TINKER, TAILOR, SOLDIER..... DESIGNER...
TINKER: an itinerant tinsmith and mender of household utensils made out of tin
TAILOR: is a person who makes, repairs or alters clothing professionally, especially suits and men's clothing
SOLDIER: a member of the local land component of national armed forces
DESIGNER: a person who designs. More formally, a designer is an agent that specifies the structural properties of a design object. In practice, anyone who creates tangible or intangible objects, such as consumer products, processes, laws, games and graphics is referred to as a designer
2. a person whose job is to design the interior of someone's home, by choosing colours, carpets, materials and furnishing
Now, I'm not about to go on some diatribe about the pros and cons, number of years at school, obtaining a degrees vs a certificate....I also assume there are different standards and requirements in the US as well.....if you're interested, you can look it up yourself. NOT what this post is about and for the purpose of this post I'm referring to Residential as opposed to Commercial design.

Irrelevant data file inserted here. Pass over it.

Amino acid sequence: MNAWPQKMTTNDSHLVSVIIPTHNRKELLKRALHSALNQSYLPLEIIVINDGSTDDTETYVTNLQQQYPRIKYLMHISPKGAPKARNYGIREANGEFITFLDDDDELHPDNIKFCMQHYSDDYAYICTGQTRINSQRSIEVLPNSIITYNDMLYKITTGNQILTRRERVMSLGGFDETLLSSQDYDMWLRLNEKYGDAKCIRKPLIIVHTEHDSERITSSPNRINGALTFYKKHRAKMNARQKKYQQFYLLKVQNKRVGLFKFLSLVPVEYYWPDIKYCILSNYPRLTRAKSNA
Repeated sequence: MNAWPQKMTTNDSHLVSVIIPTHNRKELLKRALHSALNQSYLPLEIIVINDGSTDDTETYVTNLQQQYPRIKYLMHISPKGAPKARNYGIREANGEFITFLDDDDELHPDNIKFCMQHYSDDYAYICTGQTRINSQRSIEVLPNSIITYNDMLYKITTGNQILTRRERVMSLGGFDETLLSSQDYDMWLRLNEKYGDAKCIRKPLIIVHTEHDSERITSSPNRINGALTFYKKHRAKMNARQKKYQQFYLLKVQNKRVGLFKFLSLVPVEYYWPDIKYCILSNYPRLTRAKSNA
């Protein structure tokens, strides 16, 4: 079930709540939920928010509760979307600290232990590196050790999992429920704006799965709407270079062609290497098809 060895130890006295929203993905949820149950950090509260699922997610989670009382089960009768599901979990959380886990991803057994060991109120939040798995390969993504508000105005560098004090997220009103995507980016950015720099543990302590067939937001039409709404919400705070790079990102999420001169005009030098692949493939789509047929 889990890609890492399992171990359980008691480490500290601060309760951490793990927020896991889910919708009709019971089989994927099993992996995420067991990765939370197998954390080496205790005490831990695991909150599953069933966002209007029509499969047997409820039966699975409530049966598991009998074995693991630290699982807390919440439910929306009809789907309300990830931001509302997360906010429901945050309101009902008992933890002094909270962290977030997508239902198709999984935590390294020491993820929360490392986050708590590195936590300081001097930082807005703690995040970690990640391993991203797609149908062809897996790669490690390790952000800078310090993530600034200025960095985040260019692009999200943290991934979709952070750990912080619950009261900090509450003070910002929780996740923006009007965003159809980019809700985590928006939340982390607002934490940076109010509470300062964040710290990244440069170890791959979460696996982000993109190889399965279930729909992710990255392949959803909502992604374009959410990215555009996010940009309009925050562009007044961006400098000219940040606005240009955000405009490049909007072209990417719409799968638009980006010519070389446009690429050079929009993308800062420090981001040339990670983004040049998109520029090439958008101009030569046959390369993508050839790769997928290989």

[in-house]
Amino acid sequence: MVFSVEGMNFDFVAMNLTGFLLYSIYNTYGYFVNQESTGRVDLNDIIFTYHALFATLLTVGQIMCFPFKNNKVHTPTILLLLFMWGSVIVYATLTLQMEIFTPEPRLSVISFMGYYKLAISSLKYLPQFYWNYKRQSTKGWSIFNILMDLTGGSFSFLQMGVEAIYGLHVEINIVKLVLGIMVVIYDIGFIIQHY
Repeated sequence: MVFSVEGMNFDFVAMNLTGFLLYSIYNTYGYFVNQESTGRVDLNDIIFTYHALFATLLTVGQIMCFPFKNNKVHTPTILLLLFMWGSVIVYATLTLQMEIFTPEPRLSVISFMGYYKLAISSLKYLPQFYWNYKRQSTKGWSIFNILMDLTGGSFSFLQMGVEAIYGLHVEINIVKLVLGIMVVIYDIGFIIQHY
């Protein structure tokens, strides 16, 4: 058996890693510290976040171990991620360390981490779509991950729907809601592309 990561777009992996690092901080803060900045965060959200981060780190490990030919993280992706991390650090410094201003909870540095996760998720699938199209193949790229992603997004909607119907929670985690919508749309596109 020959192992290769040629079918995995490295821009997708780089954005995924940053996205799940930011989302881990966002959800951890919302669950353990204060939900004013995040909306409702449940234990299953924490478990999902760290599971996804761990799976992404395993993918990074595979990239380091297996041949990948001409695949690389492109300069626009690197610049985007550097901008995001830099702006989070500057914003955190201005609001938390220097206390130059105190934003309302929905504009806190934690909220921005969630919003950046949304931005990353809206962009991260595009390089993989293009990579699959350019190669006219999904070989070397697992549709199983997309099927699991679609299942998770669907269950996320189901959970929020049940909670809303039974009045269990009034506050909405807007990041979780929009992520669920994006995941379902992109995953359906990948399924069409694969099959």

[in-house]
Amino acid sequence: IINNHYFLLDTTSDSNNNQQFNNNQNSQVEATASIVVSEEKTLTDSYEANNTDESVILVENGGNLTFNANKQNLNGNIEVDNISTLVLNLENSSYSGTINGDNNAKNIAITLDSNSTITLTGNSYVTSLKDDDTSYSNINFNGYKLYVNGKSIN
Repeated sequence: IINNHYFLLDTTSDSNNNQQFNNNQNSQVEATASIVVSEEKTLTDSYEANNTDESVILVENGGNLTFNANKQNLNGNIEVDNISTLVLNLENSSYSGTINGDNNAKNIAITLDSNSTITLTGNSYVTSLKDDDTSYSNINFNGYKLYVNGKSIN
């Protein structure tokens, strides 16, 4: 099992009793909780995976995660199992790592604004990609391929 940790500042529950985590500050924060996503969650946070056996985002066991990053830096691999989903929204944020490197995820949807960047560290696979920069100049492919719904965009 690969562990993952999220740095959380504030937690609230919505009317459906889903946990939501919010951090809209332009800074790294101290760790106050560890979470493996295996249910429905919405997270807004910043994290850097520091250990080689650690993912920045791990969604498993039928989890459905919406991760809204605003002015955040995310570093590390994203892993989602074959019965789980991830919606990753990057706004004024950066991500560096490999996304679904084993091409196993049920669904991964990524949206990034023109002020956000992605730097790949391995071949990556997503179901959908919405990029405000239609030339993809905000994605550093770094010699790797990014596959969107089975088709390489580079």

Are we all equally fantastic designers? Not a chance. Some of us have the design bug, go to school, are accredited and become successful, recognized designers. Others of us have the design bug, don't go to school, apprentice or work our butts off and become successful, recognized designers. Beyond this, however, we ARE indeed comparing apples to oranges. The two things that distinguish a good designer from a great designer regardless of the route chosen, is TALENT and PASSION ...because all the keen interest, homework, hours spent on the job and credentials amount to nothing but a hill of beans if you have not got TALENT and PASSION.
I'm going out on a limb here, but I'm thinking 'Bob', the original wheel designer from around the 8th millennium, had some major talent, passion and of course the enormous need to move heavy stuff from A to B. He was known back then as "the mesolithic guy of invention".
And may I suggest, that we ALWAYS endeavour to show our respect to the global design community.